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  5. "Hindi örümceği yer."

"Hindi örümceği yer."

Translation:The turkey eats the spider.

March 24, 2015

84 Comments


https://www.duolingo.com/profile/Luke_5.1991

I can finally talk about a Turkey in Turkey.


https://www.duolingo.com/profile/iainsona

But apparently in Turkey, turkeys are Indian? I guess they are foreigners no matter where they go ... :-)


https://www.duolingo.com/profile/amrokasha76

Indeed, even in Arabic they are called Roman roosters. I find it very amusing. xD


https://www.duolingo.com/profile/Toros6

The roman in arabic probably refers to modern turkey as that area (and constantinople) was called "rum" by muslims. Mehmet ii also took the title "Kaiseri Rum" after he conquered constantinople. So in a way even in Arabic they are called turkeys, or more correctly, turkish cocks.


https://www.duolingo.com/profile/AndreasK1709

But what are they called in Hindi?


https://www.duolingo.com/profile/Saadthegamer

turki

Interestingly, in India, where millions refer to as the origin of turkey, the bird is referred as turki. (Found this from Google) But, We (local people) call it Turkey what you call it.


https://www.duolingo.com/profile/Akash_Polyglot

I am from India and Hindi is my native language ...it is really funny


https://www.duolingo.com/profile/Eldar_aka

And how you call the turkey(bird)?


https://www.duolingo.com/profile/ibrahim-Bedouin

Very useful. .. مفيد جدا شكرا لك


https://www.duolingo.com/profile/hany875446

Same i have this question 2


https://www.duolingo.com/profile/Akash_Polyglot

We say "batakh" in hindi language in India


https://www.duolingo.com/profile/hany875446

I have same question


https://www.duolingo.com/profile/YasirIftik

In our language hindi this bird called "Turkey" and in turkish this is called "Hindi" this is amusing


https://www.duolingo.com/profile/yurtsevermehmet

But we are angry to turkey and we are going to cut the turkey


https://www.duolingo.com/profile/BampaOwl

And in French they are dindon, which I believe means d'inde - from India!


https://www.duolingo.com/profile/ReutMark

In Hebrew they are called something which would translate into "Indian rooster", so also from India :)


https://www.duolingo.com/profile/Mariane584083

Hello Reutmark! I I afford to add that Christophe Colomb was thinking that he has discover India when he accosted in South America, in 1492.....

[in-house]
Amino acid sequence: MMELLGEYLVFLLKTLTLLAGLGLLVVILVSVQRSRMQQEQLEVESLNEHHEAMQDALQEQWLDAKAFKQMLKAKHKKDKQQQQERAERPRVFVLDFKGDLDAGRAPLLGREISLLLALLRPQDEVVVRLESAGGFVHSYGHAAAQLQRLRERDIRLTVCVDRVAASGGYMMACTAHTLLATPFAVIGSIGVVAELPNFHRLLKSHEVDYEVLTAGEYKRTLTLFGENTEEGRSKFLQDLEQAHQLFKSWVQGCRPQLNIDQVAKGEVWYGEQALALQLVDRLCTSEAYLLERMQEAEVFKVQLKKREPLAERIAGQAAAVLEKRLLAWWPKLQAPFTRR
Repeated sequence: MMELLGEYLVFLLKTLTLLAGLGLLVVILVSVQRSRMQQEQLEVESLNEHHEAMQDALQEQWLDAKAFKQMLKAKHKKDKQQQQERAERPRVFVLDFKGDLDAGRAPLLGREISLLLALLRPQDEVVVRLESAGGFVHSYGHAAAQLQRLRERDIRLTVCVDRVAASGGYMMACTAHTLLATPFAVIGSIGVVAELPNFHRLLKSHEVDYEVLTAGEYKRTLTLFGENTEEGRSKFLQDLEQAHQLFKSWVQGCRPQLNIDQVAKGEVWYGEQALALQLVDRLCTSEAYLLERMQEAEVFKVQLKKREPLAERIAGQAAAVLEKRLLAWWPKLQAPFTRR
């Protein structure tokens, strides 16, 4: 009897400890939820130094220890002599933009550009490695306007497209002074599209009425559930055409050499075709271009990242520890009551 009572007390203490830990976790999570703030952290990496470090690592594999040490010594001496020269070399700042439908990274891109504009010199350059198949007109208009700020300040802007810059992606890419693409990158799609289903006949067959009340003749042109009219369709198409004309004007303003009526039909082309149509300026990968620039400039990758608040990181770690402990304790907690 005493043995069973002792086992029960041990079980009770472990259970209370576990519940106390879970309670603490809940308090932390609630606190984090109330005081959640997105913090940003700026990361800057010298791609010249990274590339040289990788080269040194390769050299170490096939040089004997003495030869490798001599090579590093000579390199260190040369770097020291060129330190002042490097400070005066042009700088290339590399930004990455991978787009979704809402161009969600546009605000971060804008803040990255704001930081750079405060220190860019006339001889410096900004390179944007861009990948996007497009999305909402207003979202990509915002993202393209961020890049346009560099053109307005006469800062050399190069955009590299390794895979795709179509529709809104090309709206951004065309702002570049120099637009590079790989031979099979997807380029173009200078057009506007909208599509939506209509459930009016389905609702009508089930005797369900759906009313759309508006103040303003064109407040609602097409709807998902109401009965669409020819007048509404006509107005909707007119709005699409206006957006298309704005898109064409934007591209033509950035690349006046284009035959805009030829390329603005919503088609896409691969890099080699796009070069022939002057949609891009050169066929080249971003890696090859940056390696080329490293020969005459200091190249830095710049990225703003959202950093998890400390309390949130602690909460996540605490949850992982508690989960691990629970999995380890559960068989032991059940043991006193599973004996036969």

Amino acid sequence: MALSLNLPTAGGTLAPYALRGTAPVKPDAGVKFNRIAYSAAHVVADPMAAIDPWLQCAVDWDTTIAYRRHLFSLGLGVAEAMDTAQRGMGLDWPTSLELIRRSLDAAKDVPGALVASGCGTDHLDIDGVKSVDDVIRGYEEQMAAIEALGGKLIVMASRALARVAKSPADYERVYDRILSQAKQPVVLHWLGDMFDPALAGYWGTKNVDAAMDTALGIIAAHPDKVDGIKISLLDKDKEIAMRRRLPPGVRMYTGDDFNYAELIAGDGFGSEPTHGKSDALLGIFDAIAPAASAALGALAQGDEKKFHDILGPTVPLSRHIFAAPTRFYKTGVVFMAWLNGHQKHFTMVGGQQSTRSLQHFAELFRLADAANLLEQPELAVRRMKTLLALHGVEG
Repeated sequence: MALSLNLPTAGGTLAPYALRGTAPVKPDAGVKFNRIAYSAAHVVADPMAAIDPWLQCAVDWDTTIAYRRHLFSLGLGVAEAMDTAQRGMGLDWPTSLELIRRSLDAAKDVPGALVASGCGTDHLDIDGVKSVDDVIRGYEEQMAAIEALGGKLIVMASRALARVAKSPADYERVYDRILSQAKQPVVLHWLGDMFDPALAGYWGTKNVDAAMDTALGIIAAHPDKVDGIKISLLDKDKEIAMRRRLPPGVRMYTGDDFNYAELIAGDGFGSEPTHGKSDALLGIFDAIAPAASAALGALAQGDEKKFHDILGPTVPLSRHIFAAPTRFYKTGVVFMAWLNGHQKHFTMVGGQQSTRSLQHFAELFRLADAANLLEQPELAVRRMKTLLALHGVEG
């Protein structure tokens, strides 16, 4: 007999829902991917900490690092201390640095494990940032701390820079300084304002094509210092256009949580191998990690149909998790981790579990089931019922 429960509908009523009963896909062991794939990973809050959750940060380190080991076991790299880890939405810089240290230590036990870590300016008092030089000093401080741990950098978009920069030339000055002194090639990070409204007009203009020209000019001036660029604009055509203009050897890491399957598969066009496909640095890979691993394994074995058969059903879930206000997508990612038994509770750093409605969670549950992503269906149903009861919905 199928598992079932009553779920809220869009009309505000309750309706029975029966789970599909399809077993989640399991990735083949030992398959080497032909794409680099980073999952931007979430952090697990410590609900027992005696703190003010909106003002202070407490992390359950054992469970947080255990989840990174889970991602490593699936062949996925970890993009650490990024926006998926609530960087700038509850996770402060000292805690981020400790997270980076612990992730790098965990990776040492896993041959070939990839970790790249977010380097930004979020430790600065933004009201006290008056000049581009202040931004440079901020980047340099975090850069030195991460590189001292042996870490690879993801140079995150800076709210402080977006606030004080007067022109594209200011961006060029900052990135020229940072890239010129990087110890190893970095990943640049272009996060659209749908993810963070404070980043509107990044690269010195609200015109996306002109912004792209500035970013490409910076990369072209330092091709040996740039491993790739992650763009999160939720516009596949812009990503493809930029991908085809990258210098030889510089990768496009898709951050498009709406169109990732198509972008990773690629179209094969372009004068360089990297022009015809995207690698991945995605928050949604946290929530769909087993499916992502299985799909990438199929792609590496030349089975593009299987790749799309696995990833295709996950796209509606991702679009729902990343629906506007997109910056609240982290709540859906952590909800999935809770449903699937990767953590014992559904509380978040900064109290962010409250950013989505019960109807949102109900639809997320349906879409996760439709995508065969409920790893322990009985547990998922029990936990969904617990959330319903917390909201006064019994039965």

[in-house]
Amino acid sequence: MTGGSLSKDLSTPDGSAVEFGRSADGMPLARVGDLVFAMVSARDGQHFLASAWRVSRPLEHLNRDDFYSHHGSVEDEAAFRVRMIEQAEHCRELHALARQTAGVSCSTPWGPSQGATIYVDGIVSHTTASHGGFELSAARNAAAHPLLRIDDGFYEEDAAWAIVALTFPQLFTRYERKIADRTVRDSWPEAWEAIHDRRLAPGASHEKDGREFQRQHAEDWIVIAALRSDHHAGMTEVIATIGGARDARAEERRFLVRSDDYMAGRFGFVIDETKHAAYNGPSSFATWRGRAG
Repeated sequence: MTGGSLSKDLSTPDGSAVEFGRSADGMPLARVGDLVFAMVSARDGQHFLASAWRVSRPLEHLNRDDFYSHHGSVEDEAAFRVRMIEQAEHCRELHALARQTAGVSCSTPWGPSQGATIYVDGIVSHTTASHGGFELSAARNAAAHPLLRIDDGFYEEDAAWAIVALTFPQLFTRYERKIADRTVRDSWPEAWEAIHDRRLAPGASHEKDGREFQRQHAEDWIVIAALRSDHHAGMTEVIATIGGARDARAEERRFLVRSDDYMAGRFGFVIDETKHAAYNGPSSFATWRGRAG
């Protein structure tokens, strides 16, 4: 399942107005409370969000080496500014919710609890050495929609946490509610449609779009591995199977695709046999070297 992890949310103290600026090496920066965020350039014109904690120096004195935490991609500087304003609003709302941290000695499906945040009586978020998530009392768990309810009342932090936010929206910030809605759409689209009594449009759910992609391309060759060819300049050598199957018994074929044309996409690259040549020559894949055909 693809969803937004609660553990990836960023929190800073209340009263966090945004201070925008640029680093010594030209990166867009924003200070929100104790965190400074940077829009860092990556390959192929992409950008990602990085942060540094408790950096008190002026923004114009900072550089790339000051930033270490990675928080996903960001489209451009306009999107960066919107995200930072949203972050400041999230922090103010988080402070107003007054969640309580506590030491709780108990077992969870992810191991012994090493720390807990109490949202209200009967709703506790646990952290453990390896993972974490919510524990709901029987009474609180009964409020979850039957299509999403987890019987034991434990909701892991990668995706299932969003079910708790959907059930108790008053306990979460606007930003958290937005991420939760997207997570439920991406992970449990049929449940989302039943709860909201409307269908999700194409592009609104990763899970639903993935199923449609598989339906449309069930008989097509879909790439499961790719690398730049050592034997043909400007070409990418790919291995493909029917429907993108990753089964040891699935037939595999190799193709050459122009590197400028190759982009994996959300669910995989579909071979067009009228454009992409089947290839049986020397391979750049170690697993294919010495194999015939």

https://www.duolingo.com/profile/ReutMark

Hi Mariane :) Yes, indeed he thought so.....but the turkey in Hebrew is named after India, with the Hebrew name we have for it (Hodu - from the bible, though I am not quite sure if it is exactly the same place).


https://www.duolingo.com/profile/Mariane584083

Yes "dindon" for the male and "dinde" for femal : "le dindon" et "la dinde": "hindi" in turkish. From occidental india, which is Mexique for european, in South America.... But, in turkish, how do we distinguish the male and the femal turkey? Are ther two differnet words?


https://www.duolingo.com/profile/Someone544

In Arabic they called Roman roosters... interesting


https://www.duolingo.com/profile/Mon159

In Slovak it's called "moriak" from the word "more" = the sea :D


https://www.duolingo.com/profile/linguistkris

Nice! It sounds like that is quite like German Meerschweinchen, guinea pig, for things that come "from across the sea"?


https://www.duolingo.com/profile/Solmaz-._.-

You mean talking about a turkey in "turkish"?


https://www.duolingo.com/profile/Solmaz-._.-

You mean talking about a turkey in "turkish"?


https://www.duolingo.com/profile/Tamkanat2

Why putting The with turkey is important in this sentence. I think just Turkey eats the spider Should be correct too.


https://www.duolingo.com/profile/mizinamo

I think just Turkey eats the spider Should be correct too.

But that would mean that Turkey (the country) eats the spider and not that the turkey (the bird) eats the spider.

You can't use "turkey" (the animal) without a determiner before it in English -- it has to be "the turkey" or "a turkey" or "my turkey" or "that turkey" or something, but never simply "turkey".